Grocery stores are perennially among the most loved retailers in America, but that’s only when pollsters ask everyday Americans. If they asked Donald Trump, he probably wouldn’t be able to name a grocery store. That’s because he might not know what a grocery store looks like. Based on some very public comments, we’re guessing Trump has never been grocery shopping.
What did Trump say about buying groceries?
During a 2018 rally in Tampa, Donald Trump called for requiring picture ID to vote, just like when you buy groceries.
“If you wanna go out and buy groceries, you need a picture on a card, you need ID. You go out and you wanna buy anything, you need ID, you need your picture. In this country, the only time you don’t need it, in many cases, is when you want to vote for a president, you want to vote for a senator, you want to vote for a governor or a congressman.”
While he’s right when he says you often don’t need an ID to cast a ballot, you definitely don’t need an ID at the grocery store. Cashiers aren’t going to ask for identification if you’re buying milk, bread, and cheese. Unless you’re paying by check or purchasing alcohol, cigarettes, or cold medicine, you can leave your photo ID at home.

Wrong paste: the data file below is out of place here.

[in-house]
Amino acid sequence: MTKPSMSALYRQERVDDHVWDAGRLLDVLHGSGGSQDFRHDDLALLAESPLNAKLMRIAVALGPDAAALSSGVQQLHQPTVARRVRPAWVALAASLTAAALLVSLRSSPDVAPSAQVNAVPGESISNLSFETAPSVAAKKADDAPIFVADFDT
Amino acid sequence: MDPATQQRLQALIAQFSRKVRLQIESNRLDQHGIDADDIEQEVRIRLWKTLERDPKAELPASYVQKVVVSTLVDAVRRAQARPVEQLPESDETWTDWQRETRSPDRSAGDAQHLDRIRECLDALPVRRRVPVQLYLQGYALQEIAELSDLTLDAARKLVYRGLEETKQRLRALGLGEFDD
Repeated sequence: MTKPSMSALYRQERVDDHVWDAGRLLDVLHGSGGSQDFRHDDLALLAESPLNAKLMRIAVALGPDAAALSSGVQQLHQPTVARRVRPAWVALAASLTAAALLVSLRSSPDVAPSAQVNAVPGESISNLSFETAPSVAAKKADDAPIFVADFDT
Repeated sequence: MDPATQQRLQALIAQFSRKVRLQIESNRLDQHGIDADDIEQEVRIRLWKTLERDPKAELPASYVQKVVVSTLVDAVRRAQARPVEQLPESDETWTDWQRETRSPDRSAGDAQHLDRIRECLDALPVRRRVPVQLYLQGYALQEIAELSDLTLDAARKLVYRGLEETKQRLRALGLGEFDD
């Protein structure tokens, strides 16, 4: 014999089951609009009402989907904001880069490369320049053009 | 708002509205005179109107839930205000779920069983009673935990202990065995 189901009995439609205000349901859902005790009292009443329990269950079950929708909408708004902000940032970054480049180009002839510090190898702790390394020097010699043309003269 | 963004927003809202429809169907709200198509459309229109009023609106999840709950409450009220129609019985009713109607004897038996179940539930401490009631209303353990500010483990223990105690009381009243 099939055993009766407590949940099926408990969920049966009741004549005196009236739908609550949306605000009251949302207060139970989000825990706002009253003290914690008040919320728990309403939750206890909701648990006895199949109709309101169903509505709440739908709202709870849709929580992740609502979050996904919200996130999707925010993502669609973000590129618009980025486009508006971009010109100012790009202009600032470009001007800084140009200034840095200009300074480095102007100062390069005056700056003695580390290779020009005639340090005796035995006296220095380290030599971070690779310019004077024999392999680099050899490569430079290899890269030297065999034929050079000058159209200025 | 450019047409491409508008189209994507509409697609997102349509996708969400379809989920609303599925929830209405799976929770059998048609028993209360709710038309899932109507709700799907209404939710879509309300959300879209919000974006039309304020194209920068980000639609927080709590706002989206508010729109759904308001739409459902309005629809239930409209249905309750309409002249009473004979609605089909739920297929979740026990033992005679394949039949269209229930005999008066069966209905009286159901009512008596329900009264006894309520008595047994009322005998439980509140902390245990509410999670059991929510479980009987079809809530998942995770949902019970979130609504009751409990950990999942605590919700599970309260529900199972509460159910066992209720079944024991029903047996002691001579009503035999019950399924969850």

What was the reaction when Trump talked about groceries?
As it tends to do, the internet called out Donald Trump in brutal and hilarious fashion. Twitter was ground zero for the snarky comments, including one that incorporated an Arrested Development GIF:
Potential 2020 election foe Michael Avenatti used Trump’s comments as a way to play up his everyman status.
In a more measured response, Racked noted that the voter ID argument is one people who believe voter fraud is out of control tend to make.
Are there any states where you need ID to vote?
Donald Trump wants to require photo ID for all voters in every election, but most states already require identification.
Georgia, Indiana, Kansas, Mississippi, Tennessee, Virginia, and Wisconsin require a photo ID, according to the National Conference of State Legislatures. Only 16 states and Washington, D.C., don’t ask for any ID before you vote.
Donald Trump’s lack of grocery store knowledge is typical for politicians
Donald Trump’s lack of grocery shopping knowledge is common for politicians. | Nicholas Kamm/AFP/Getty Images
Based on his absurd comments, it seems obvious Trump has never been grocery shopping. Which, when you consider he almost always eats fast food, never has to cook, and is no stranger to weird comments about food, isn’t all that surprising. Plus, several notable politicians who preceded him displayed the same lack of knowledge, including presidents.
- While campaigning for re-election in 1992, President George H.W. Bush was amazed at what electronic barcode scanners can do, according to The New York Times.
- Rudy Giuliani wildly underestimated the cost of bread and milk during his 2007 presidential campaign, according to The Washington Post.
- During his first presidential campaign, Barack Obama commented on Whole Foods’ prices at an Iowa rally. The state didn’t have a Whole Foods at the time.
Source: Read Full Article